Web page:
The Zürich surface physics group has, some years ago, discovered a surprising new nanostructured material based on a single layer of hexagonal boron nitride (h-BN) on a Rh(111) surface. A highly regular structure with the appearance of a nanomesh forms by high-temperature self-assembly in ultrahigh vacuum, with a three-nanometer periodicity and a two-nanometer pore size. It was later shown that this material is a perfect template for the self-assembly of ordered arrays of well separated molecules, and that this single-layer template is also stable in various liquids and can be imaged by scanning tunneling microscopy (STM) in an electrolyte solution. It is the mission of this project to establish the boron nitride nanomesh as a stable template for self-assembling molecular arrays by simple dip coating, drop casting or by electrochemical deposition, making it an attractive substrate for potential applications where massive and regular arrays of a wide range of organic molecules are required. The pore size and pore spacing in the few nanometer range leads to a separation of individual molecules, while the insulating character of the boron nitride decouples them from the underlying metal surface. Therefore, it is expected that the chemical, electronic, magnetic and spectroscopic properties of the individual free molecules are preserved to some degree. To explore the resulting properties of these two-dimensional (2D) molecular arrays as a whole is an important part of this project, as is the continuous search for their potential applications as functional surfaces, or as support for sensors and electronic devices.These issues will be addressed within a focussed consortium of four groups, funded within the Sinergia Programme of the SNF. The fundamental questions related to the molecule trapping and the physical properties of such arrays can be best studied under ultrahigh vacuum, which will be the main roles of the surface physics groups of the University of Zürich and EMPA Thun. While the EMPA group covers also direction of electrochemical STM in aqueous solvents, the physical chemistry group from the Katholieke Universiteit Leuven in Belgium (KULEUVEN) contributes the important knowhow in STM under organic solvents. The largely experimental approach will be supplemented, in specific and well defined cases, by theoretical efforts, including ab-initio density functional theory (DFT) methods and molecular dynamics simulations for the structure and dynamics at the solid-liquid interface, by the computational chemistry group of the University of Zürich (UZH-TH). For more information we refer the interested reader to the website www.nanomesh.ch.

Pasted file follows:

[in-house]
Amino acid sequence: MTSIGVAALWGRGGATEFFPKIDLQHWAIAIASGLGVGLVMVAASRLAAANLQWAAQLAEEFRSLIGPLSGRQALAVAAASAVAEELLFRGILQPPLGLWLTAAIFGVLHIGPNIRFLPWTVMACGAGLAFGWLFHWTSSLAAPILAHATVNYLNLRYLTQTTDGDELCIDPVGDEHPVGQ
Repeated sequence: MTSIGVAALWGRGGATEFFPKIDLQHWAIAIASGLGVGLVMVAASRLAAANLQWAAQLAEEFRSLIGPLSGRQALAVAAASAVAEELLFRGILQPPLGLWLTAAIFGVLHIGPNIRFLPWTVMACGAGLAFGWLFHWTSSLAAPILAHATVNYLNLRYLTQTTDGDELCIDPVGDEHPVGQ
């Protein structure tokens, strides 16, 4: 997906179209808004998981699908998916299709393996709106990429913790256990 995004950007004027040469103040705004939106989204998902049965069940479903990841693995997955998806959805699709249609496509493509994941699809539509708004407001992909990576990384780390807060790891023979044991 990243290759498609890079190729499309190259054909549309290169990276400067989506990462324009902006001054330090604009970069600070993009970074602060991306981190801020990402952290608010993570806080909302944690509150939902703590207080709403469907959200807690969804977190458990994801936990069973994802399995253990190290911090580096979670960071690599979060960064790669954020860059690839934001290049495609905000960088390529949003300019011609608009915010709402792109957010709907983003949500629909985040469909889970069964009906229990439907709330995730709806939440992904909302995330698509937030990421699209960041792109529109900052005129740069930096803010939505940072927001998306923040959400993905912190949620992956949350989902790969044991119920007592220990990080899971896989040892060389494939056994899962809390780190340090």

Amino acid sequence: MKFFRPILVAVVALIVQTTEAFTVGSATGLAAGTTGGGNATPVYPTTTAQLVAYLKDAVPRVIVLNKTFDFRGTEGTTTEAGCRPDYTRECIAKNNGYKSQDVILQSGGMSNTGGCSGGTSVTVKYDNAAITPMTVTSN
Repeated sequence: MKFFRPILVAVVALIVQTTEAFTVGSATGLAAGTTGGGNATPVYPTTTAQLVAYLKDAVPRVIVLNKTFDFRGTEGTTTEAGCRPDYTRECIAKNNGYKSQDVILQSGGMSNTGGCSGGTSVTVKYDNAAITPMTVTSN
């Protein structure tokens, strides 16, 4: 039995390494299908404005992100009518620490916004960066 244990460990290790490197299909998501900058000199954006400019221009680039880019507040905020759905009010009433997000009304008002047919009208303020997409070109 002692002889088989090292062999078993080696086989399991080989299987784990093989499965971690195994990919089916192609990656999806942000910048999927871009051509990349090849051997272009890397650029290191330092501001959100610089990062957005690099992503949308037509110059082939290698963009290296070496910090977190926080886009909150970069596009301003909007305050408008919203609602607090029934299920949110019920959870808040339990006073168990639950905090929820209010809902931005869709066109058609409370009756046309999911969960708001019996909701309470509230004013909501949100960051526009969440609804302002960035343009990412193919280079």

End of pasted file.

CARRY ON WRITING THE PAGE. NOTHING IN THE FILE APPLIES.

Direct link to Lay Summary Last update: 21.02.2013